Lawyers representing defendants facing the death penalty or life sentences need to be better trained, Judicial Department officials have told lawyers.
Death penalty defence lawyers 'fail clients'
ABU DHABI //Lawyers who represent defendants facing the death penalty or life sentences need to be better trained, Judicial Department officials have told lawyers.
In a meeting last week, the Judicial Department said defendants who could not afford to hire a lawyer were not being adequately represented. The discussion was designed to highlight two issues that officials said contributed to the problem: low payment for court-appointed lawyers and the system of rotation in selecting them.
Lawyers said the department should choose attorneys for poor defendants according to each lawyer's credentials and specialised area, not simply their availability. The discrepancy between the money they could earn from private clients and what the department paid them was large, they added.
"We would like to have a balance," said Ali Mandoor, an Egyptian lawyer. "All [court-appointed] lawyers are almost given the same amount of money; the judge who presides over the case should be the one who evaluates the performance of the lawyer and should order a payment accordingly."
But the issue of lawyers, especially those appointed by the court, presenting poor defences has been a frequent topic in all levels of the judiciary. In some cases, lawyers have failed to attend their clients' trials.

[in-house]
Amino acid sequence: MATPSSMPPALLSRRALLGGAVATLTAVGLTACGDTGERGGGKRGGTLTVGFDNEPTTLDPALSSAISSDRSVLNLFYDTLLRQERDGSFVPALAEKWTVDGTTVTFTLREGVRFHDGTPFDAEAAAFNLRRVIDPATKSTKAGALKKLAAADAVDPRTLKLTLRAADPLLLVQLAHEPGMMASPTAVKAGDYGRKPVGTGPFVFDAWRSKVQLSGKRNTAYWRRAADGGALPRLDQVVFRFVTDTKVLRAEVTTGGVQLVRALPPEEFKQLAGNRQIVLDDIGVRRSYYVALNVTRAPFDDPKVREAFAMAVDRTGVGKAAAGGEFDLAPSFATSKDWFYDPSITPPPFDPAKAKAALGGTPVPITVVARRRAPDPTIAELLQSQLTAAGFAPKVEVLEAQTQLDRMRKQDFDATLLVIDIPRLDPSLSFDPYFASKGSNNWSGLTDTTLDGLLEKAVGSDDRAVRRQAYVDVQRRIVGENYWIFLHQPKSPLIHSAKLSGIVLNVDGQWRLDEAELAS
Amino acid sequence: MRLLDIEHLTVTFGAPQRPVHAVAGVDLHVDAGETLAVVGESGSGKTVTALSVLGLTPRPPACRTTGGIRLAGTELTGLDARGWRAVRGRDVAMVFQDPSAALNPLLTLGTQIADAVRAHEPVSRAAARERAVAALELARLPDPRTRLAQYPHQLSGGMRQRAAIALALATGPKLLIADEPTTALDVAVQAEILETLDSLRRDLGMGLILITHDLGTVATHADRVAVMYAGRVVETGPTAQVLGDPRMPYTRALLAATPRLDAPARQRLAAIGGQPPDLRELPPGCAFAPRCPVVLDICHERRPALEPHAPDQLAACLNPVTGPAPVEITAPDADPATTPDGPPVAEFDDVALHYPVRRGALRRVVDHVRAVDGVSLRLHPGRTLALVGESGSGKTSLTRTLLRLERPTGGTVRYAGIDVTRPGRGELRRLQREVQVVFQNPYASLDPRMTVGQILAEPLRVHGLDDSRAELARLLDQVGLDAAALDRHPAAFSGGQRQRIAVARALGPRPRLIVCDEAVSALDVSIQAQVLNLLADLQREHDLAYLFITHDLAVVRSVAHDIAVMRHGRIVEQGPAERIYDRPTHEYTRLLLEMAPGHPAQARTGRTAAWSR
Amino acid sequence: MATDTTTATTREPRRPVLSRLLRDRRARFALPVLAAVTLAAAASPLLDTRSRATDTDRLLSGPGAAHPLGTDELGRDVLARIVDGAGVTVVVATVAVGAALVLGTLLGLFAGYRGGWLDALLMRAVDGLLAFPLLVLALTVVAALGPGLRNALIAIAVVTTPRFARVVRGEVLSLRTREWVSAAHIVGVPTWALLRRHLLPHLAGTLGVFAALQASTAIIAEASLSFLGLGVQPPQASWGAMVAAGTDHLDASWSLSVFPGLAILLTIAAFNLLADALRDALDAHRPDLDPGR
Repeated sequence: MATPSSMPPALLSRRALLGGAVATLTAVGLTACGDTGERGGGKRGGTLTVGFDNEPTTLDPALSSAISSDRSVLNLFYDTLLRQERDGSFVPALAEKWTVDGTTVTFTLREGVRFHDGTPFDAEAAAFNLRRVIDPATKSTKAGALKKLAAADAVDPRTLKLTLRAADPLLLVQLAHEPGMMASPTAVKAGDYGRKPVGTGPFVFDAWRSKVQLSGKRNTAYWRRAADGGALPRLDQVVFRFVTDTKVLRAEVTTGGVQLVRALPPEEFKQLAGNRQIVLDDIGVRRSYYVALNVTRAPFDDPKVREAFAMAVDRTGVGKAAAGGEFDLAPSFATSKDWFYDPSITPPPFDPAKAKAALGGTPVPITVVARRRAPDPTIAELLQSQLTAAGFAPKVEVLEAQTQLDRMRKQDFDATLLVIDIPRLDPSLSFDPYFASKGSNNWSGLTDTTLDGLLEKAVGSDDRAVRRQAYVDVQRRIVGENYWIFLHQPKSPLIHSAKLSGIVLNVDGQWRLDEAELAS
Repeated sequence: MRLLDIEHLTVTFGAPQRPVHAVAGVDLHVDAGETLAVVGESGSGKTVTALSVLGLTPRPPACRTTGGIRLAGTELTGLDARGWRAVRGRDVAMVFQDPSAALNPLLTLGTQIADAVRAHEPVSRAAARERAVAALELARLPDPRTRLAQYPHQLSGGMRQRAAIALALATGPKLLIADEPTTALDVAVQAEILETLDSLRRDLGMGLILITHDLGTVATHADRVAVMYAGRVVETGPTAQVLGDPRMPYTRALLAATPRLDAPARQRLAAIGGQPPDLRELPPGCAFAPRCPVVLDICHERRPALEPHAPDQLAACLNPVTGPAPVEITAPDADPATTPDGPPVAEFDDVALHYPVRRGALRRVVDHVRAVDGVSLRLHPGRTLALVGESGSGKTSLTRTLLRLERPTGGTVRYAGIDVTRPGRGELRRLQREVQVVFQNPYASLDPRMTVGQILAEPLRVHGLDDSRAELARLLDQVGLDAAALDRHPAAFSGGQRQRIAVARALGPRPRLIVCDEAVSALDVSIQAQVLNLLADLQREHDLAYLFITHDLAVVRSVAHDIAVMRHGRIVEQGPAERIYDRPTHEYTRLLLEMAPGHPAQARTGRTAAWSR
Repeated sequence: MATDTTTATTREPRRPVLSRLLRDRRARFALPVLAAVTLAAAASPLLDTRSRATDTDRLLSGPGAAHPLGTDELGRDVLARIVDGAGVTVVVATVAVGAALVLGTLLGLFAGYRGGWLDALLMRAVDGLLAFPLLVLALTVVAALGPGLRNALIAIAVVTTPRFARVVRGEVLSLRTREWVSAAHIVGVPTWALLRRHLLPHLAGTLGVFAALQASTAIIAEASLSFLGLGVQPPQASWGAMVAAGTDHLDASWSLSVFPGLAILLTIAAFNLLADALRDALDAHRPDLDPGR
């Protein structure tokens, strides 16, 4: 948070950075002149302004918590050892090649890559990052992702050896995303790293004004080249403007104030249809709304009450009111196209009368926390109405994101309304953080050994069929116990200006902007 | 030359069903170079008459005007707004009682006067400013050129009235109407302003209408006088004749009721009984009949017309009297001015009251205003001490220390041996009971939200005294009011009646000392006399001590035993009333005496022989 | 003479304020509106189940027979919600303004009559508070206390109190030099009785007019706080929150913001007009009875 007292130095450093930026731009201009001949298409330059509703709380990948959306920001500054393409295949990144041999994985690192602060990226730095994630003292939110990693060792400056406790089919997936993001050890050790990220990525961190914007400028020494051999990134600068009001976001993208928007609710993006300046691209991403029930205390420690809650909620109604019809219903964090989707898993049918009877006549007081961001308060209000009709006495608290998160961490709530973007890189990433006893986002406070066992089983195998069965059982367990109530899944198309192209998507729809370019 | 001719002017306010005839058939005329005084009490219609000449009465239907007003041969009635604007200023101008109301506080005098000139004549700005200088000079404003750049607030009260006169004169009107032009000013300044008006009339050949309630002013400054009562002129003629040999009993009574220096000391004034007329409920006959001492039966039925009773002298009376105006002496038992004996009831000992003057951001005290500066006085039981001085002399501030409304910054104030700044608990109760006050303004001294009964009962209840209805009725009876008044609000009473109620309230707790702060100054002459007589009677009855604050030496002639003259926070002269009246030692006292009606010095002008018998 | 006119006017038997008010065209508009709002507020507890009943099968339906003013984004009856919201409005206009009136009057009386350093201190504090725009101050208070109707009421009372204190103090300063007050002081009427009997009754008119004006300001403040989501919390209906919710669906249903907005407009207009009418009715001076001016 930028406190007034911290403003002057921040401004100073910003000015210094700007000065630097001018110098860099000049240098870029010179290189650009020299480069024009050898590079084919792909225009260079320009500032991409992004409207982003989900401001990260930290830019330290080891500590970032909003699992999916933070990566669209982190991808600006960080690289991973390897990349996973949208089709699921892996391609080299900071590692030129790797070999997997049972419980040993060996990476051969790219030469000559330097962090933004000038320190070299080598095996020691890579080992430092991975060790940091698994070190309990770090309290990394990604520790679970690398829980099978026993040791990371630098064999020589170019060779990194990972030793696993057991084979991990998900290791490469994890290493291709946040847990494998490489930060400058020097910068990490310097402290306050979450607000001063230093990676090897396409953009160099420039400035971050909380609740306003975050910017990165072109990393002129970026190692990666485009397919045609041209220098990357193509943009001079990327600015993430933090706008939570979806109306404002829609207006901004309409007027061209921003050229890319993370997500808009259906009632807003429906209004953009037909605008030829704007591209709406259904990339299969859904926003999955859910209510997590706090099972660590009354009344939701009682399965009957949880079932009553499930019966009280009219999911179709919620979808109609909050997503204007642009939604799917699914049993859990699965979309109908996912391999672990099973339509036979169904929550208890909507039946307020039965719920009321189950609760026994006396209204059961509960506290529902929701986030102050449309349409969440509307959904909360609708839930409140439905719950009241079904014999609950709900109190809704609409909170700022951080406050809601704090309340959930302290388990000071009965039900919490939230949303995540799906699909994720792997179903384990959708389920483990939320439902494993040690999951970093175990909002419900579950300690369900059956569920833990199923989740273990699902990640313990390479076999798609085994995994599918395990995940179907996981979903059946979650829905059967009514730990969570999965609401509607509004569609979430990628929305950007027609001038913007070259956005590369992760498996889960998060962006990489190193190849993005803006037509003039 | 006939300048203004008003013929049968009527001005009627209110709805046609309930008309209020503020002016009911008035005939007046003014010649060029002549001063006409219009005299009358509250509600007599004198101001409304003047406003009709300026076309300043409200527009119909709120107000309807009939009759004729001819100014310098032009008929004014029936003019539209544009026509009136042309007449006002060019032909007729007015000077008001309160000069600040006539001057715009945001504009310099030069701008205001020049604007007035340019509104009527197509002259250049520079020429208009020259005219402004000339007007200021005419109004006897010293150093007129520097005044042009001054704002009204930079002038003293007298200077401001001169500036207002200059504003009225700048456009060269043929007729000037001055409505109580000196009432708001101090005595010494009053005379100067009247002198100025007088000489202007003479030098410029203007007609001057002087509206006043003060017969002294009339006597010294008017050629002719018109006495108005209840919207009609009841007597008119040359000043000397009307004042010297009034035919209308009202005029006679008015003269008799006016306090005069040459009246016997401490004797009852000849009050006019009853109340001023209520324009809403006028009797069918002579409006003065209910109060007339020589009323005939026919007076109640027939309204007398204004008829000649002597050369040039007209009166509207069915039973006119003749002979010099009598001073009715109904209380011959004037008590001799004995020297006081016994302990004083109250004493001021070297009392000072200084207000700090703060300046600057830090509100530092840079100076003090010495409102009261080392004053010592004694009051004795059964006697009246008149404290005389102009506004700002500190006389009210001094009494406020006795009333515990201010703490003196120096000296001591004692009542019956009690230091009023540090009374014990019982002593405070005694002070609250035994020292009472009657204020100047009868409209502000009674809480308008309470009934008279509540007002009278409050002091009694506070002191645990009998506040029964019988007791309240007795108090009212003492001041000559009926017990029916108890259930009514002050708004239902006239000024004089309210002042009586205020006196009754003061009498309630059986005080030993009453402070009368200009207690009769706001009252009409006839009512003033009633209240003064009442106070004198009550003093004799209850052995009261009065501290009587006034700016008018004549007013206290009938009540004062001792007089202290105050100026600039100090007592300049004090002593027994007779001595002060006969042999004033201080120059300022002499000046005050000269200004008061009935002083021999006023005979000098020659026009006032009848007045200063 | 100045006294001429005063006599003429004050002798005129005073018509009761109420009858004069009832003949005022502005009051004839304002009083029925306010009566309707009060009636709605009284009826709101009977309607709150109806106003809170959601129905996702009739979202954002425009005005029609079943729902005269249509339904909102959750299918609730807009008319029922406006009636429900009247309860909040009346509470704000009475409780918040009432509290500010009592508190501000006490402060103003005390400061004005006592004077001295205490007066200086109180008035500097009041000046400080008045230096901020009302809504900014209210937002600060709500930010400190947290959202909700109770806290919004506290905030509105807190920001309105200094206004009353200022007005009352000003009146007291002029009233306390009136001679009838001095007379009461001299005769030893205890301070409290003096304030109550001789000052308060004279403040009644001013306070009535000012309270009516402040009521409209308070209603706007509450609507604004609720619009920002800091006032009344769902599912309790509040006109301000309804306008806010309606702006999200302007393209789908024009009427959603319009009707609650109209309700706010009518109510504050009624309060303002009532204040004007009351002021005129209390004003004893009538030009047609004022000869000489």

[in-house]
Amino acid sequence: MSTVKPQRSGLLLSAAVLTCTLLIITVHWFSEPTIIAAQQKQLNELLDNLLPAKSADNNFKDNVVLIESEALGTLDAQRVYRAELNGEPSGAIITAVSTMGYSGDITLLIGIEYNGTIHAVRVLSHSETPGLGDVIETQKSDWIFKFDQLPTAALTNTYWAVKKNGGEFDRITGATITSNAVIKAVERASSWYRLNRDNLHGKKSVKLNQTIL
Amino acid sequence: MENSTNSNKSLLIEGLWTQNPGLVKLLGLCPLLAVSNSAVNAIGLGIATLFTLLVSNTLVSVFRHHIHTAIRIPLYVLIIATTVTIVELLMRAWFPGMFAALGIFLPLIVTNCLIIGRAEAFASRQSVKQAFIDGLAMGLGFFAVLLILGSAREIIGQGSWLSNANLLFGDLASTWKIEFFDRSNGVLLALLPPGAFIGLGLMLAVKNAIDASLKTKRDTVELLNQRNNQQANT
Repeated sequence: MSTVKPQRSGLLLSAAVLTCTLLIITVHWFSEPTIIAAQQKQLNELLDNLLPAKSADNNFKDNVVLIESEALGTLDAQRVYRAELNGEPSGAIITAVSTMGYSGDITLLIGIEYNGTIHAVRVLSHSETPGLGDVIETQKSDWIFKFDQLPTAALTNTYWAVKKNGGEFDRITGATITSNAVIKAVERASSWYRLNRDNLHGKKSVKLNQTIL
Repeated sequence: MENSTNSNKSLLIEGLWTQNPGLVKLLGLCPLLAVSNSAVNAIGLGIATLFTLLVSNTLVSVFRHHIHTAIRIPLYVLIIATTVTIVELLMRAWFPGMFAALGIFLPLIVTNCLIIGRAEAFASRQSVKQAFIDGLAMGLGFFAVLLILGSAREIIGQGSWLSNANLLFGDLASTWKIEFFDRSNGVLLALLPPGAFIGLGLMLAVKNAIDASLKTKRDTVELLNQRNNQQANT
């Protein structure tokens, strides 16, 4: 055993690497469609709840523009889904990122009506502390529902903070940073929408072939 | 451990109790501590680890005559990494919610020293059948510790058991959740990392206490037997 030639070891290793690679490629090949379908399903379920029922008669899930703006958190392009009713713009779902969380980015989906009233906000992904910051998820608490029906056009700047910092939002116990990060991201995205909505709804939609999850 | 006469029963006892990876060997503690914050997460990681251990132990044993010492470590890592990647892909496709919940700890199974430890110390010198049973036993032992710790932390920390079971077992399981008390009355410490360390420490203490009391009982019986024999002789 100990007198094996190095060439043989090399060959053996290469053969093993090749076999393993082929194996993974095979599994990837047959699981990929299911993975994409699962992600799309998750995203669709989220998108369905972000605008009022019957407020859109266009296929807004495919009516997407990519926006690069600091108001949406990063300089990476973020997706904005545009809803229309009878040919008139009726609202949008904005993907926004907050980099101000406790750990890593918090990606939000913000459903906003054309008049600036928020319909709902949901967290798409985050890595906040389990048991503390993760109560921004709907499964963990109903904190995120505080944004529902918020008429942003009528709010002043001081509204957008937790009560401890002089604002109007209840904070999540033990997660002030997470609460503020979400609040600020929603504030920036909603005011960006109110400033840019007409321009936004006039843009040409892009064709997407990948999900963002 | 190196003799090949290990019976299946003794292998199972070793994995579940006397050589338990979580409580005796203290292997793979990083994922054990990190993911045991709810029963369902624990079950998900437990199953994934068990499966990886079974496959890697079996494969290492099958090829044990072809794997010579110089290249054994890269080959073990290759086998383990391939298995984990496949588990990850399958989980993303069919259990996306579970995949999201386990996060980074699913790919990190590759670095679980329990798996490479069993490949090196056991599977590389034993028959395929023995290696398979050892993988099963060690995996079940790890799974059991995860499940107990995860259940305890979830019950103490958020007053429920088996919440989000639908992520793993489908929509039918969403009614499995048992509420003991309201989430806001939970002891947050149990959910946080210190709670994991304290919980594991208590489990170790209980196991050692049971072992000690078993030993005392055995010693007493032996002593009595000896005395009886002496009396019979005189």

A court official said last week that prosecutors were questioning at least three lawyers on corruption allegations. One of the lawyers was accused of selling his clients' documents to the opposing lawyer.
Last month the Justice Ministry denied licence renewal for "a number" of practising lawyers because of poor performance, according to the state news agency, WAM.
In one case, a judge rebuked a court-appointed lawyer for not realising DNA evidence had been presented against his client. The lawyer, representing FS, a Pakistani, said there was no evidence of sexual assault against his client. The judge told him there was DNA evidence that corroborated the assault.
"How do you rate yourself in terms of ethics?" Chief Justice Saeed Abdul Baseer asked him. "As a defence lawyer, you should have studied the papers well."
FS was sentenced to death for murder last week in addition to a three-year prison term for raping a 26-year-old Pakistani man.
Last week, Mr Abdul Baseer told a lawyer to stop reading his defence because the judge "could just read it".
In July, legal officials said lawyers who failed to turn up in courts were damaging their clients' interests, wasting court time and putting a strain on the judicial system in Abu Dhabi.
A pregnant woman serving life in prison for drug smuggling saw her appeal delayed in July three times because her lawyer failed to appear. In another case, a lawyer who was paid Dh10,000 to represent a man jailed for forgery has never appeared in court.
Jamila al Niyadi, the head of the Ministry of Justice committee that deals with complaints against lawyers, said her panel received 20 complaints last month alone, and two lawyers had been referred to the Public Prosecution for failing to represent their clients.